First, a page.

Karim Kadrie grew up watching his Lebanese American parents make a name for themselves in Chattanooga.
His father, Dr. Hytham Kadrie, moved from London, Ontario, to Chattanooga in 1977 to serve as one of the city’s first neurologists. His mother, Osmette Kadrie, volunteered at CHI Memorial Hospital for 13 years after recovering from cancer treatment at the hospital.
In a 2018 piece about Osmette, Chattanooga Times Free Press columnist David Cook tells the story of a Muslim girl who stood up to a Catholic priest who criticized Islam, of a mother who told a schoolyard bully to leave her children alone and of a cancer survivor who ushered countless sick patients to their first radiation treatment – or their 100th.
“Hers was a life of lionhearted bravery,” Cook wrote.
So when Karim realized he had a mind for accounting – that he was good with numbers and a natural problem solver – he seized it as an opportunity to fulfill a purpose.
But accounting was not Karim’s purpose. He discovered this because, for all of his skill, he didn’t love it, he says.
“I wasn’t able to interact with people in accounting,” Karim, 45, explains. “Most of the time, I was in an office with the door closed and I never saw anyone. And that never sat well with me.
“I love numbers, checklists and routine. So on one hand, accounting is on par with who I am. But on the other hand, I don’t have the personality for it. I like talking with people.”
Karim’s parents urged him to muscle through his crisis. He was approaching his forties and doing well in his field, they said, so he should stay where he was.
But Karim had learned too many lessons from his mother about standing his ground to capitulate and insisted he needed to find work that made him happy.
Real estate was the escape hatch that became Karim’s passion.
He slipped his foot through the door as a contract-to-close person for Todd Hennon Properties at Keller Williams in 2018. He later became the team’s office manager and eventually added maintaining its books to his duties.
Karim says he thrived at his new job.
“I loved being around people. And I loved working on contracts. I know a lot of agents don’t care for that part of their work but it was on par with who I am. It’s structured. It’s straightforward. There’s no BS’ing around it. The words on a contract don’t change.”
When Karim’s mother saw how the job made him happy, she abandoned her previous admonition and voiced untethered support for his new venture. Unfortunately, she was once again stricken with cancer and could only encourage him from her bed, where she languished in hospice care for three years.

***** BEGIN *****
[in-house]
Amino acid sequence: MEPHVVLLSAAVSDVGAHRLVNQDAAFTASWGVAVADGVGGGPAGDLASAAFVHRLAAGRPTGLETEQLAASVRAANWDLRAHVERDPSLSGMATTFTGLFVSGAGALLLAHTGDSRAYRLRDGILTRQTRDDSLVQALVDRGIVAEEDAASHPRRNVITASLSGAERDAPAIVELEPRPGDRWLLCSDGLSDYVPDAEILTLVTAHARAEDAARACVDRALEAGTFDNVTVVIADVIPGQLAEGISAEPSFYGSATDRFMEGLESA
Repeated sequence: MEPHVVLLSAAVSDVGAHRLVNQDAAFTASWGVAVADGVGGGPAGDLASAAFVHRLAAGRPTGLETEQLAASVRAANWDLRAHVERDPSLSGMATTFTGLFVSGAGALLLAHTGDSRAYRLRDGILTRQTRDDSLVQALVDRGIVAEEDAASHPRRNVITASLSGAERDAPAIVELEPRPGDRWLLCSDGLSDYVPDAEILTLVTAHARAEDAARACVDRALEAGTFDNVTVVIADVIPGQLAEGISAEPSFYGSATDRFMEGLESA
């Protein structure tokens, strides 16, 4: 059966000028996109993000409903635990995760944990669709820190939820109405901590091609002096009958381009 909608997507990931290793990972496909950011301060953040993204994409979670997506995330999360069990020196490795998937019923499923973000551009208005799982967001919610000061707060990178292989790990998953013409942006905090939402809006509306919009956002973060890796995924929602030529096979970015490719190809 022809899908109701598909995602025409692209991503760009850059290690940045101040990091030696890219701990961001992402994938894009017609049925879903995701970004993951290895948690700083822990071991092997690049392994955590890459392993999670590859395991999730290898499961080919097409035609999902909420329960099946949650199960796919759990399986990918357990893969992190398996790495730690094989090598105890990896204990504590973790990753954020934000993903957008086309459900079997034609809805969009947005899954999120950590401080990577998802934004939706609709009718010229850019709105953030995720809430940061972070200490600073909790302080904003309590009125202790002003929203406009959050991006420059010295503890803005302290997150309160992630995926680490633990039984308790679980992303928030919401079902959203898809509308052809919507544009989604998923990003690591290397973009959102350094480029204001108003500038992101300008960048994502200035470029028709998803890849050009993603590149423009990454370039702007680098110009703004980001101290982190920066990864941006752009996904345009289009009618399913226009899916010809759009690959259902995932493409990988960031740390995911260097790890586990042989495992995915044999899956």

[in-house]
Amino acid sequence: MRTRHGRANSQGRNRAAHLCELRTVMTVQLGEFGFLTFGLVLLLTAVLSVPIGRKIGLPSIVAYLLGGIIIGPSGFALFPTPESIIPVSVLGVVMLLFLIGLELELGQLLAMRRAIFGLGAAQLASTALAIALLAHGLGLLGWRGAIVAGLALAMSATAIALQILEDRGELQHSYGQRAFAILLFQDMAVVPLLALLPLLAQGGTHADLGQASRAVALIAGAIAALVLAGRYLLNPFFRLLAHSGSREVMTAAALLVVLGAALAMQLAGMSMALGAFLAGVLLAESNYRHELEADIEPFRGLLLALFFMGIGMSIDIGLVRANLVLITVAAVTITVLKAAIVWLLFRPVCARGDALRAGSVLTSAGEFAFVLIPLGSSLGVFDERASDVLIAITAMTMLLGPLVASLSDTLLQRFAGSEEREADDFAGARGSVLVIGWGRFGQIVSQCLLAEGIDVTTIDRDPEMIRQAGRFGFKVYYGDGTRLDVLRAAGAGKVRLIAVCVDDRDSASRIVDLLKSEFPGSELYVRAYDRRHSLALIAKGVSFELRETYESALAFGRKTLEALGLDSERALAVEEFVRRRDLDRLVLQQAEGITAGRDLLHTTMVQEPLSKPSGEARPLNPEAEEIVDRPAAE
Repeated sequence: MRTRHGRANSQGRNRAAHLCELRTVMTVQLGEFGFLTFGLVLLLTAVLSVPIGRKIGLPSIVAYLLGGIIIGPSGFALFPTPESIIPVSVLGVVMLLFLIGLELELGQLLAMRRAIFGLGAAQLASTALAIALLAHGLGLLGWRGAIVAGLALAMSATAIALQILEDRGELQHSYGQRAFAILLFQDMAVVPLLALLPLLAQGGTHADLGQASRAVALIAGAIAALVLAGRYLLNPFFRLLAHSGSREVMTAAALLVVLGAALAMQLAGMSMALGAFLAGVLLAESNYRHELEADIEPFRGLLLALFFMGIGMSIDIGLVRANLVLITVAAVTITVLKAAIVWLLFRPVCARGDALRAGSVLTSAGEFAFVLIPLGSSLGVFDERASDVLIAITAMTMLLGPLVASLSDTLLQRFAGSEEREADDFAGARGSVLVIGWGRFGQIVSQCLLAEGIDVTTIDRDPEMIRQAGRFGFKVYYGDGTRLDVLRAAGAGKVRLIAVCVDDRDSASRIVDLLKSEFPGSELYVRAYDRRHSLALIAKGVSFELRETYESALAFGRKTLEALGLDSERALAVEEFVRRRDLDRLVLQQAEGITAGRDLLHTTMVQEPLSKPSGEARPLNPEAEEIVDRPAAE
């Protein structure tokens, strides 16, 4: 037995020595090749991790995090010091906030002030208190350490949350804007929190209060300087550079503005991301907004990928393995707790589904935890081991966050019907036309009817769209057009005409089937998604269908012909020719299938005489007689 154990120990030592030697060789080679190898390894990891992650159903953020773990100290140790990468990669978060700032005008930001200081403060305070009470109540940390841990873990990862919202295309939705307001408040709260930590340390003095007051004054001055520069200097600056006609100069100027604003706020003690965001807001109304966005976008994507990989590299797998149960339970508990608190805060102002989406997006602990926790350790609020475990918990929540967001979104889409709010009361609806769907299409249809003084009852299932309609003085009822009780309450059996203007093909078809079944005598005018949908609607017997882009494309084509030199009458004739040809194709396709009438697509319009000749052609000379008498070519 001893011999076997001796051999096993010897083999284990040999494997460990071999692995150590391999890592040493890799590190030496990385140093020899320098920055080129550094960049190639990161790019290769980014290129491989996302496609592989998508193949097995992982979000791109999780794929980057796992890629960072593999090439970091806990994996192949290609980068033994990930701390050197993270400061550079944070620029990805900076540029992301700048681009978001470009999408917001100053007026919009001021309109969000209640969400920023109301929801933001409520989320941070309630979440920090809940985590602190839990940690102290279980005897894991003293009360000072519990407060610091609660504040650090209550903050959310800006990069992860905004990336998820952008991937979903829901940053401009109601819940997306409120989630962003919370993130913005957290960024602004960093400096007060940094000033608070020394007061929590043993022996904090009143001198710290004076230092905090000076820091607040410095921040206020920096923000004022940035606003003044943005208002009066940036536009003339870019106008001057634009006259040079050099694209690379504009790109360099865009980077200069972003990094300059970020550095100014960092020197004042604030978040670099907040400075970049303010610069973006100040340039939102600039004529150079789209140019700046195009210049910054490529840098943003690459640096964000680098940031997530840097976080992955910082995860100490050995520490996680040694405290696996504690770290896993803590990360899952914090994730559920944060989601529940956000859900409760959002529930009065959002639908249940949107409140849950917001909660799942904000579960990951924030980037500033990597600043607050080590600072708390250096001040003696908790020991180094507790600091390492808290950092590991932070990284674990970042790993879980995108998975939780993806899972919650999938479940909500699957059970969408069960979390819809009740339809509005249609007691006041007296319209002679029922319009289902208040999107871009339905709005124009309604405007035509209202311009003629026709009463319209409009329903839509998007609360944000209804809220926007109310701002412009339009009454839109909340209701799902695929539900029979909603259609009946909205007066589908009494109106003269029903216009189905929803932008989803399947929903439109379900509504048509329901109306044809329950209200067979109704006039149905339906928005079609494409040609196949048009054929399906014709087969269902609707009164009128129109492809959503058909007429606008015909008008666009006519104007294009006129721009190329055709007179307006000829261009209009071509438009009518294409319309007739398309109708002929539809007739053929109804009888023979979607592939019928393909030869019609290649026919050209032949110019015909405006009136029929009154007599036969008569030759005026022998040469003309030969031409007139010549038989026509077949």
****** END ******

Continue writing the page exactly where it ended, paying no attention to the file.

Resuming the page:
Karim says he took his mother’s words to heart. After watching several individuals at Keller Williams ascend from novices to successful Realtors, he left the realm of formulas and numbers – and a regular paycheck – and became a real estate agent.
Karim earned his license in 2021 during the waning months of his mother’s life. He says he believes she clung to life partly because she wanted to know he’d be all right.
“My mom and I were like two peas in a pod,” he says. “So, once I had my license, she created a checklist in her mind. At the top of the list was, ‘My son finally earned his license.’ Next was, ‘He listed his first house.’ She died the weekend after I posted the listing on the MLS.”
Karim received his first offer a mere six hours after his mother died. When the people around him insisted he set his work aside to grieve, he refused.
“In the back of my mind, I could hear my mother telling me to focus on my work. She wanted me to be beside her, but she was also saying, ‘This is my hope for you, so do your job and then be the son and brother and uncle you’ve always been.’”
Karim had been a son to his parents, a brother to two siblings and eventually an uncle in Chattanooga, where he grew up after his father moved the family to the city to work. Although he grew up in the American South, his parents had reared him in a home infused with Lebanese culture, including not just their food and their faith but also their staunch durability, he says.
“The Lebanese people are very resilient. The country is the size of New Hampshire, if that, and its people have endured being located between Israel and Syria, and survived a civil war and are still rebuilding after the explosion two years ago.”
(Karim is referring to the Aug. 4, 2020 explosion of a massive amount of ammonium nitrate at the Port of Beirut in Lebanon. The blast killed least 218 people and physically shook the entire country.)
After Karim earned an undergraduate degree in accounting from the University of Tennessee at Knoxville, he moved to Washington, D.C., where he spent 18 years working in accounting for a succession of nonprofits. He returned to Chattanooga in 2016, in part to be with his mother as she mounted her new battle against cancer.
Karim worked briefly in accounting in Chattanooga before transitioning to real estate. Now that he’s an agent at Keller Williams Greater Chattanooga Realty on Lee Highway, he believes the personality trait that made accounting a ill-suited career for him will make him an excellent Realtor.
“My ability to build authentic relationships is important. I’m a people person. It’s one of my gifts. And that, more than anything else, is what serving a client is about.”
When Karim isn’t working, he says he most likely is spending time with his family. His brother followed in their father’s footsteps to become a neurologist while his sister is a counselor at Chattanooga Preparatory School.
Karim says he either talks or spends time with his family daily. Even then, work is a text message or phone call away. And, for the first time in his life, he says he couldn’t he happier about that.
“I love being a Realtor,” he says. “I’m helping people, like my parents did.”
And, his mother might add from the back of his mind, he’s making a name for himself.